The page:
By: Nicholas Werner
Starting off with an nmap scan.
We enumerated the SMB file shares and found 3.
Now we log into smb with the username anonymous and password anonymous as shown below. ls shows us log.txt
It appears that we cannot read log.txt with the cat command so we exit and type the command below followed by cat log.txt.
We are enumerating port 111 as shown below because it has access to the network file system, rpcbind. As you can see we can mount to /var.
We can see that the version of ProFTPD is 1.3.5 with the command below.
With the command below we can see that there are 3 exploits available for the version of ProFTPD.
We’re now going to copy Kenobi’s private key using SITE CPFR and SITE CPTO commands as shown below.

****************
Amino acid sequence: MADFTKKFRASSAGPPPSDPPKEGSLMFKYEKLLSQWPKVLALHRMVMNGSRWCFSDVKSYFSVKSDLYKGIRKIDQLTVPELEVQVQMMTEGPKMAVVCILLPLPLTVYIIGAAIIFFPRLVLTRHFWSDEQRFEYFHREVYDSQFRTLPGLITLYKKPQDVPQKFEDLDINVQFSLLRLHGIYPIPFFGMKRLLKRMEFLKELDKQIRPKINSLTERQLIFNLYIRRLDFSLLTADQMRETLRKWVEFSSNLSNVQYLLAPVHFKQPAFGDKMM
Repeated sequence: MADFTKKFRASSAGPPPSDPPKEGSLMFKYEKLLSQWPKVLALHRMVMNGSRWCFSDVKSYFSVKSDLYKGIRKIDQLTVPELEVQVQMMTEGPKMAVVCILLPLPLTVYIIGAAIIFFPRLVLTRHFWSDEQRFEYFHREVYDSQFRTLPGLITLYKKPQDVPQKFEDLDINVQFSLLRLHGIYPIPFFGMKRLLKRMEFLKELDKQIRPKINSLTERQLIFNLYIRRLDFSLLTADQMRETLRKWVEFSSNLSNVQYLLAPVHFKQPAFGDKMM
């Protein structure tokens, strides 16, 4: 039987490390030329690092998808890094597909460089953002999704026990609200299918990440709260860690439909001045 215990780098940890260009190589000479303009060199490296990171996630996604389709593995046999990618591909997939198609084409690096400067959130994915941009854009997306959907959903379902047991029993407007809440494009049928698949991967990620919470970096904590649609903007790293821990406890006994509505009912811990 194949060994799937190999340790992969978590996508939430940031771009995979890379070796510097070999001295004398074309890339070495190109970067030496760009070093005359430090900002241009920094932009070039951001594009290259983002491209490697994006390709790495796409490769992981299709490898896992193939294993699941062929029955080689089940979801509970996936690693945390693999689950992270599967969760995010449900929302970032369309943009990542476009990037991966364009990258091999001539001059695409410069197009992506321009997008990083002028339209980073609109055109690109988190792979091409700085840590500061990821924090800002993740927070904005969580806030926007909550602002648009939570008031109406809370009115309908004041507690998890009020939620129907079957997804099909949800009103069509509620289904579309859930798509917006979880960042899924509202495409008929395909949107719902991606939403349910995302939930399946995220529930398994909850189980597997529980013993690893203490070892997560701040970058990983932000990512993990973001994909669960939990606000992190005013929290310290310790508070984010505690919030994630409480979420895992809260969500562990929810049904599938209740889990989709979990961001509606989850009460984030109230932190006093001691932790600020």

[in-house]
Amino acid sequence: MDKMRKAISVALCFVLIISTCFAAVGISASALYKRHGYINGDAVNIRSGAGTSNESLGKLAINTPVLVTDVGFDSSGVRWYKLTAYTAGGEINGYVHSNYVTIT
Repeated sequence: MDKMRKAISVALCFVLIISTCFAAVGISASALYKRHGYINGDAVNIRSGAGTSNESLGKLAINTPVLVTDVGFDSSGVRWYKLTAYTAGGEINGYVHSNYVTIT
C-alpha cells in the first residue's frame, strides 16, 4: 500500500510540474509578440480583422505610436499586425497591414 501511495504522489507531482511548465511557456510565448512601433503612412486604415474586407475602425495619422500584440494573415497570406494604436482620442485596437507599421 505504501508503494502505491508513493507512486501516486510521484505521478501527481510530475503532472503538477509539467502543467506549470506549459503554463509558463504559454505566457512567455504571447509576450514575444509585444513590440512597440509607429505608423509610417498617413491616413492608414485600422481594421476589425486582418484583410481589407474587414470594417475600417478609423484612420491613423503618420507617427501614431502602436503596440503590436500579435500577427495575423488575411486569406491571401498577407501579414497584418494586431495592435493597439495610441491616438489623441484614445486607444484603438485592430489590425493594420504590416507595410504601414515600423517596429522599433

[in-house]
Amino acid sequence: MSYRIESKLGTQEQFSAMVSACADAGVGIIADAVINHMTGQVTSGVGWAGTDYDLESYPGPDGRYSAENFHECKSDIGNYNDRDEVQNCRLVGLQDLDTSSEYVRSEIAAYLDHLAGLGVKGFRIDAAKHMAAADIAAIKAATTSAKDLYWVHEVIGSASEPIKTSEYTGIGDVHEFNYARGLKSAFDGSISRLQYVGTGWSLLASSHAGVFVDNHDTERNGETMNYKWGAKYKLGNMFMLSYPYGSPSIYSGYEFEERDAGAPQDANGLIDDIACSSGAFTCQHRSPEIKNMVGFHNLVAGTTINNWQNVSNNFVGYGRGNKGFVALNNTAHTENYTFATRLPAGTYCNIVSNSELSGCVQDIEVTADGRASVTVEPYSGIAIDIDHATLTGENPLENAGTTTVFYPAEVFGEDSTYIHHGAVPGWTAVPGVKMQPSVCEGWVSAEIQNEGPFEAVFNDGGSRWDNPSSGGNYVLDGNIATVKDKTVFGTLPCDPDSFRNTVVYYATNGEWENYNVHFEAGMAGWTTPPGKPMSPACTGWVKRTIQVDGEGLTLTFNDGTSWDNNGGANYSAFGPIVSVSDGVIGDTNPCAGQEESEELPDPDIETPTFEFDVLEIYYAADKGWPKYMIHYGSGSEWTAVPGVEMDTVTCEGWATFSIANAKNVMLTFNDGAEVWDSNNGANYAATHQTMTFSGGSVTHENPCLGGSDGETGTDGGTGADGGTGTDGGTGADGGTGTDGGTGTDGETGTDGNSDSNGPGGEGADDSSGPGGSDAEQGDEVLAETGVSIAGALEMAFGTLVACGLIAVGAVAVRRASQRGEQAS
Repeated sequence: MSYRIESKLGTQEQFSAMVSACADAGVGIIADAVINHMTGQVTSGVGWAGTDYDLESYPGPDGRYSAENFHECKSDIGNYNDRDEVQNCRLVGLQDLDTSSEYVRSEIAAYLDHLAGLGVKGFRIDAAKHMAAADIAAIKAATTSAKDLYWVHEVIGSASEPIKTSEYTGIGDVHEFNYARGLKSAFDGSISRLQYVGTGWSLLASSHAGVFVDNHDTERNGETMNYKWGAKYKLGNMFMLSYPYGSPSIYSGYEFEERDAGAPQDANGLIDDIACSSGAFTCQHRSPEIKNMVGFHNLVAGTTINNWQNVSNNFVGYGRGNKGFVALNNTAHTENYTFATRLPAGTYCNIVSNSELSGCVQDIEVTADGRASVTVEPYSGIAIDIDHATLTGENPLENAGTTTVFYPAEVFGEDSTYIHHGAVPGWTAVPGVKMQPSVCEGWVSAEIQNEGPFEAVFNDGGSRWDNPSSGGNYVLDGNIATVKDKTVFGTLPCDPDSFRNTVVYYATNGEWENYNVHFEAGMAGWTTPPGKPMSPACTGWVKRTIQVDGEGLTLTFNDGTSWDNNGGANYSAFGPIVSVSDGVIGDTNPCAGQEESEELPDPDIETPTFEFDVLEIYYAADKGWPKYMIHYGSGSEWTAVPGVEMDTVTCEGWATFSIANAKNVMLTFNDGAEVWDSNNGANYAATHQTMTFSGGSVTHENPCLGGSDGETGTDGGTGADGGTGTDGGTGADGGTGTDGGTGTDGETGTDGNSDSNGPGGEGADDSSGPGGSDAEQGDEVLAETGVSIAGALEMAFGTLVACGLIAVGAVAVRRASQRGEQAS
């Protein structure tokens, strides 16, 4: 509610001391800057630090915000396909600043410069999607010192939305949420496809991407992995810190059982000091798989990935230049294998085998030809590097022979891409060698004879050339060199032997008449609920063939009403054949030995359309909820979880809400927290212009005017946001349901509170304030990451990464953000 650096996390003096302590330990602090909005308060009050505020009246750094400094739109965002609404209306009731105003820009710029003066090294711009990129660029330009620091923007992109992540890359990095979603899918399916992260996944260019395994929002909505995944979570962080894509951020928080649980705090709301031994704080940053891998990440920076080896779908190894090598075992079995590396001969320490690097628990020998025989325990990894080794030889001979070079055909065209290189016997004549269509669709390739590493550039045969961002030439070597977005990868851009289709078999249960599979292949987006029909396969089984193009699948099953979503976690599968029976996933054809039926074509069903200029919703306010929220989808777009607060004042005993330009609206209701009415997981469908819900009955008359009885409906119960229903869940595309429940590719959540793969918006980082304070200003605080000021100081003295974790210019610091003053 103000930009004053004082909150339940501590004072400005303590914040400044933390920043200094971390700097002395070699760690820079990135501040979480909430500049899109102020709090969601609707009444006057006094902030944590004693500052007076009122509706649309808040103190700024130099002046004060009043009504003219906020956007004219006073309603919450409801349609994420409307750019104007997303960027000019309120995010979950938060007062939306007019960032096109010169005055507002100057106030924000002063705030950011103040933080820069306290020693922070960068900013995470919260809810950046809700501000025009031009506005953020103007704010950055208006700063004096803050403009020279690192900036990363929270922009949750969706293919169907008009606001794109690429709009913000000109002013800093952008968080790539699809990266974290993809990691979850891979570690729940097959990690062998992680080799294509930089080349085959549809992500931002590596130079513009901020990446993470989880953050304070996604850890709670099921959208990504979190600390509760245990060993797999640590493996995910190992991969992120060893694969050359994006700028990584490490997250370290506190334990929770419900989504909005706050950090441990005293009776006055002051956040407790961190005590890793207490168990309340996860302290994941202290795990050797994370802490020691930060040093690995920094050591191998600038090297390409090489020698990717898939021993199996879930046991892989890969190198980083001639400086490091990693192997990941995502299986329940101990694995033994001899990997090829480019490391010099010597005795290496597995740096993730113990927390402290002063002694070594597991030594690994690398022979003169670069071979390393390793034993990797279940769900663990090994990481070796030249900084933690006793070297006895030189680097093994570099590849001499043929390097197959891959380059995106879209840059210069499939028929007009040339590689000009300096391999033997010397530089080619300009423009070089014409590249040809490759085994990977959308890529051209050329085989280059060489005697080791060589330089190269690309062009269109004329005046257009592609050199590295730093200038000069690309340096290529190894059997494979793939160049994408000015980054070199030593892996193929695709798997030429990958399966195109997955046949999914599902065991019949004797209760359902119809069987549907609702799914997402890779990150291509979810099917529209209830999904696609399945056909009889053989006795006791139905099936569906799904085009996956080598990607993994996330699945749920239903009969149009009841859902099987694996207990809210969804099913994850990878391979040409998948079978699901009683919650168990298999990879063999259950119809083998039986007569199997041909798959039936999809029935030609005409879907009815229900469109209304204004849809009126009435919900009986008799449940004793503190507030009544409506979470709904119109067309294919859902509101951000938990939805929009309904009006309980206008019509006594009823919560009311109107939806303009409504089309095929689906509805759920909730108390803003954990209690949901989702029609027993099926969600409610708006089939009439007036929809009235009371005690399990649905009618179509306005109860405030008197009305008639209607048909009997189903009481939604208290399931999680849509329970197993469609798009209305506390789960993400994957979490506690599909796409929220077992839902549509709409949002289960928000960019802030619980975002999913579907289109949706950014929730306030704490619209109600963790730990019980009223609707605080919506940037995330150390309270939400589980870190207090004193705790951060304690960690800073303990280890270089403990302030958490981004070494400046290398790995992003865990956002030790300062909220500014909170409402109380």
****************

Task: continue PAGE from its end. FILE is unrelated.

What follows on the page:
We knew that the /var directory was a mount we could see so we’ve now moved Kenobi’s private key to the /var/tmp directory.
Now we want to mount the /var/tmp directory to our machine with the commands below.
We now have a network mount on our deployed machine! We can go to /var/tmp and get the private key then login to Kenobi’s account with the commands below.
With ls -la we can see a user.txt file and when we cat user.txt we can see the flag.
To search files that have the SUID bit use the command below.
/usr/bin/menu looks out of the ordinary.
We use the command below to see that it presents 3 options.
Strings is a command on Linux that looks for human readable strings on a binary
We want to cd to our /tmp directory first. As shown below we copied the /bin/sh shell, called it curl, gave it the correct permissions and then put its location in our path. This meant that when the /usr/bin/menu binary was run, its using our path variable to find the “curl” binary which is actually a version of /usr/sh, as well as this file being run as root it runs our shell as root.
With cd /root and cat root.txt we get the flag!